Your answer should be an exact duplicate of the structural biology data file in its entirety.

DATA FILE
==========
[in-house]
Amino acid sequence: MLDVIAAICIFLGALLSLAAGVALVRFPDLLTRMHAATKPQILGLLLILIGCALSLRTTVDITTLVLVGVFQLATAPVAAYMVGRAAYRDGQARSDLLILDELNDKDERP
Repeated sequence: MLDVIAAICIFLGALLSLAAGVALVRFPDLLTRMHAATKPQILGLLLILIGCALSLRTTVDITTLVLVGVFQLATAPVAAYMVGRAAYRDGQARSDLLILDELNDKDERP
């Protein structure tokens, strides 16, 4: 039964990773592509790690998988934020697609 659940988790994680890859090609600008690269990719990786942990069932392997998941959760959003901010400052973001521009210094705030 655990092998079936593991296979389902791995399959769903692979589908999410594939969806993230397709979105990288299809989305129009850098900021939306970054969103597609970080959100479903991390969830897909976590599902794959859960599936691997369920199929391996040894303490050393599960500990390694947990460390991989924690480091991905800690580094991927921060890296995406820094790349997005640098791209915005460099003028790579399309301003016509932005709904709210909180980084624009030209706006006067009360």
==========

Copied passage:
[in-house]
Amino acid sequence: MLDVIAAICIFLGALLSLAAGVALVRFPDLLTRMHAATKPQILGLLLILIGCALSLRTTVDITTLVLVGVFQLATAPVAAYMVGRAAYRDGQARSDLLILDELNDKDERP
Repeated sequence: MLDVIAAICIFLGALLSLAAGVALVRFPDLLTRMHAATKPQILGLLLILIGCALSLRTTVDITTLVLVGVFQLATAPVAAYMVGRAAYRDGQARSDLLILDELNDKDERP
């Protein structure tokens, strides 16, 4: 039964990773592509790690998988934020697609 659940988790994680890859090609600008690269990719990786942990069932392997998941959760959003901010400052973001521009210094705030 655990092998079936593991296979389902791995399959769903692979589908999410594939969806993230397709979105990288299809989305129009850098900021939306970054969103597609970080959100479903991390969830897909976590599902794959859960599936691997369920199929391996040894303490050393599960500990390694947990460390991989924690480091991905800690580094991927921060890296995406820094790349997005640098791209915005460099003028790579399309301003016509932005709904709210909180980084624009030209706006006067009360």